Manufacturers indicate that most materials costs are flat to down. However, high-grade lumber prices are considerably higher than a year ago and expected to increase further as a result of strong demand. Contacts are also paying higher prices for packaging, upholstery materials, and natural gas. Only one contact (a manufacturer of upscale furnishings) has implemented a meaningful increase in selling prices. The remainder report that selling prices are flat to down as a result of competition, resistance on the part of retail chains, or productivity gains. A sizeable minority express concern that competition will exert further downward pressure on prices.

With some exceptions, employment at respondent firms is holding steady. Manufacturers are experiencing very tight labor markets for information technology and engineering positions, as well as some shortages of production workers in rural areas. Average pay is said to be rising at a rate of 3 to 6 percent, with greater increases for some technically-oriented and senior professional categories.

On the whole, projections for 1998 are somewhat guarded. Some manufacturers foresee revenue growth in the low single digits. Others expect better results but most hasten to add that rates of growth are unlikely to match this year's performance.

Temporary Employment Firms
Expansion in the temporary employment industry continues. Most contacts report revenues to be growing 14 to 40 percent annually. Temp labor markets are said to be extremely tight across all industries and occupations, with the exception of low-skilled entry-level workers. However, respondents cite little or no effect on wage growth, which continues to range between 3 and 10 percent annually. Some contacts note their profit margins are being squeezed, primarily because of increasing price competition; others say prices are rising in line with wages. Many mid-size firms are merging or being acquired. Smaller agencies reportedly avoid competition with large "one-stop shopping" firms by specializing or operating as secondary vendors.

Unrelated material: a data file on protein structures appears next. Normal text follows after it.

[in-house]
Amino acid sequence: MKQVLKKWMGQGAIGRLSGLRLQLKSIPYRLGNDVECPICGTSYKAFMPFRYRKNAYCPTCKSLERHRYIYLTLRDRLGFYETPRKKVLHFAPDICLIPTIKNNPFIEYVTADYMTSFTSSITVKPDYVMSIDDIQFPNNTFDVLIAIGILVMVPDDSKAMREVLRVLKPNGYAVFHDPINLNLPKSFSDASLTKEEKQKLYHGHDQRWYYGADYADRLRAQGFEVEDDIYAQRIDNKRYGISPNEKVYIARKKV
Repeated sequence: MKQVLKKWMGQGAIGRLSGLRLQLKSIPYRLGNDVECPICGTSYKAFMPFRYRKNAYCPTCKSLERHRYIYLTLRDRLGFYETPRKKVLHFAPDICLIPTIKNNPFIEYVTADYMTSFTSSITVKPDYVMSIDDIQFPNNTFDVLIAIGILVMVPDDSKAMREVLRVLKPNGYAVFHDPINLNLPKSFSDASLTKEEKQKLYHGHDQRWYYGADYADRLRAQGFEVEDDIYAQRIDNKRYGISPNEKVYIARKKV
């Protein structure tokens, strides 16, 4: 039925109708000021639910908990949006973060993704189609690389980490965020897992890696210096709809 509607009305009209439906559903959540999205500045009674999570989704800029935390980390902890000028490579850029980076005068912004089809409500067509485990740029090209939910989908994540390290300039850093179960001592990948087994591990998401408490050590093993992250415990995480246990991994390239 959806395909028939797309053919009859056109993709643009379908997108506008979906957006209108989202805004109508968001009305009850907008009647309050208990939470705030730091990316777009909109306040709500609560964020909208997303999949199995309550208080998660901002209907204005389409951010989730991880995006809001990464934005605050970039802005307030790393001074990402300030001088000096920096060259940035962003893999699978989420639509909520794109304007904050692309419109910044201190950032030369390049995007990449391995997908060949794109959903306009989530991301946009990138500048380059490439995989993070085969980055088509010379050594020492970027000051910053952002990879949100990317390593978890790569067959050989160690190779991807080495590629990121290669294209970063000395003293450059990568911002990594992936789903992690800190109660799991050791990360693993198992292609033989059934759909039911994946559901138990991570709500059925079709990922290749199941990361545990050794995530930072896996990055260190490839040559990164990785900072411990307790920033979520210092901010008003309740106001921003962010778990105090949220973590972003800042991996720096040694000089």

Residential Real Estate
The residential real estate market in New England is doing well. Contacts report active markets with moderate increases in sales and little, if any, price pressure. Relative to a year ago, third quarter sales were slightly lower in Vermont, but up in Connecticut and Massachusetts. Rhode Island and Maine experienced minor changes in sales. Only Massachusetts contacts report price increases for existing homes. Several respondents say existing homes are in short supply, but some also note excess supply of new homes. There has been little speculative new construction, even though high-priced new homes are selling well.

Nonbank Financial Services
In September and October of 1997, cash flows into mutual funds continued at a robust pace. Because of recent market volatility, October cash inflows were 19 percent below September's, but still 50 percent greater than in August. Latin America and Asia/Pacific funds report net cash outflows in the past two months. This cash is said to be flowing into domestic stock funds. Assets in Asia/Pacific funds have dropped by half since August because of cash outflows and the drop in their market value. Respondents at local investment management firms indicate that they are increasing employment because of the growing volume of business and plan to increase employment further during the rest of the year.

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Last update: December 3, 1997